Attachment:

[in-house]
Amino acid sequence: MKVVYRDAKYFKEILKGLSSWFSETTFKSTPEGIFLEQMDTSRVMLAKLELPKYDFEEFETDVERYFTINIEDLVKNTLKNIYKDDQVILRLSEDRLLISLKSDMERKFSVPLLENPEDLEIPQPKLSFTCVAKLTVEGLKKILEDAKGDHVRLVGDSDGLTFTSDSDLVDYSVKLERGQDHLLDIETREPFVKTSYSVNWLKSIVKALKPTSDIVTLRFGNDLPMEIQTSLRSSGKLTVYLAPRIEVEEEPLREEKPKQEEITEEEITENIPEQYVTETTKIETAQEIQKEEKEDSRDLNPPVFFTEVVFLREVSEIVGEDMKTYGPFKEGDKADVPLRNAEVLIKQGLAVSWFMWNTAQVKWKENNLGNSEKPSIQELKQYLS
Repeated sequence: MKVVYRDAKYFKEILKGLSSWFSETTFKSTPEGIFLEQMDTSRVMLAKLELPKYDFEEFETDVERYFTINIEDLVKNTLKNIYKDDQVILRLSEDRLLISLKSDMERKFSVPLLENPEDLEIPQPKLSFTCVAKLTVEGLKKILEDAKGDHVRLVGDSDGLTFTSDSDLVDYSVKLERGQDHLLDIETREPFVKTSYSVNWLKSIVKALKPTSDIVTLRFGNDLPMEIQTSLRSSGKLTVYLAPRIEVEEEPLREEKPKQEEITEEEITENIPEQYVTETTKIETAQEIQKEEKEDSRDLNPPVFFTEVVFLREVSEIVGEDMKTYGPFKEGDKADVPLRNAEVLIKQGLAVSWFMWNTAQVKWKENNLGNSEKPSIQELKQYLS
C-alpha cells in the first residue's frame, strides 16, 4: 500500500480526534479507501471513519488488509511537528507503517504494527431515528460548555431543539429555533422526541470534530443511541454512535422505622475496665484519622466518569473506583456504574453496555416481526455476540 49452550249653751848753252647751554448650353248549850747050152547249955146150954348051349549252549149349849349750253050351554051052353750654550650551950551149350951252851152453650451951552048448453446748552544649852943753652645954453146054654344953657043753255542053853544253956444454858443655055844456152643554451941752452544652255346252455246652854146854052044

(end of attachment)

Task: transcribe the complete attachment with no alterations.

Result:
[in-house]
Amino acid sequence: MKVVYRDAKYFKEILKGLSSWFSETTFKSTPEGIFLEQMDTSRVMLAKLELPKYDFEEFETDVERYFTINIEDLVKNTLKNIYKDDQVILRLSEDRLLISLKSDMERKFSVPLLENPEDLEIPQPKLSFTCVAKLTVEGLKKILEDAKGDHVRLVGDSDGLTFTSDSDLVDYSVKLERGQDHLLDIETREPFVKTSYSVNWLKSIVKALKPTSDIVTLRFGNDLPMEIQTSLRSSGKLTVYLAPRIEVEEEPLREEKPKQEEITEEEITENIPEQYVTETTKIETAQEIQKEEKEDSRDLNPPVFFTEVVFLREVSEIVGEDMKTYGPFKEGDKADVPLRNAEVLIKQGLAVSWFMWNTAQVKWKENNLGNSEKPSIQELKQYLS
Repeated sequence: MKVVYRDAKYFKEILKGLSSWFSETTFKSTPEGIFLEQMDTSRVMLAKLELPKYDFEEFETDVERYFTINIEDLVKNTLKNIYKDDQVILRLSEDRLLISLKSDMERKFSVPLLENPEDLEIPQPKLSFTCVAKLTVEGLKKILEDAKGDHVRLVGDSDGLTFTSDSDLVDYSVKLERGQDHLLDIETREPFVKTSYSVNWLKSIVKALKPTSDIVTLRFGNDLPMEIQTSLRSSGKLTVYLAPRIEVEEEPLREEKPKQEEITEEEITENIPEQYVTETTKIETAQEIQKEEKEDSRDLNPPVFFTEVVFLREVSEIVGEDMKTYGPFKEGDKADVPLRNAEVLIKQGLAVSWFMWNTAQVKWKENNLGNSEKPSIQELKQYLS
C-alpha cells in the first residue's frame, strides 16, 4: 500500500480526534479507501471513519488488509511537528507503517504494527431515528460548555431543539429555533422526541470534530443511541454512535422505622475496665484519622466518569473506583456504574453496555416481526455476540 49452550249653751848753252647751554448650353248549850747050152547249955146150954348051349549252549149349849349750253050351554051052353750654550650551950551149350951252851152453650451951552048448453446748552544649852943753652645954453146054654344953657043753255542053853544253956444454858443655055844456152643554451941752452544652255346252455246652854146854052044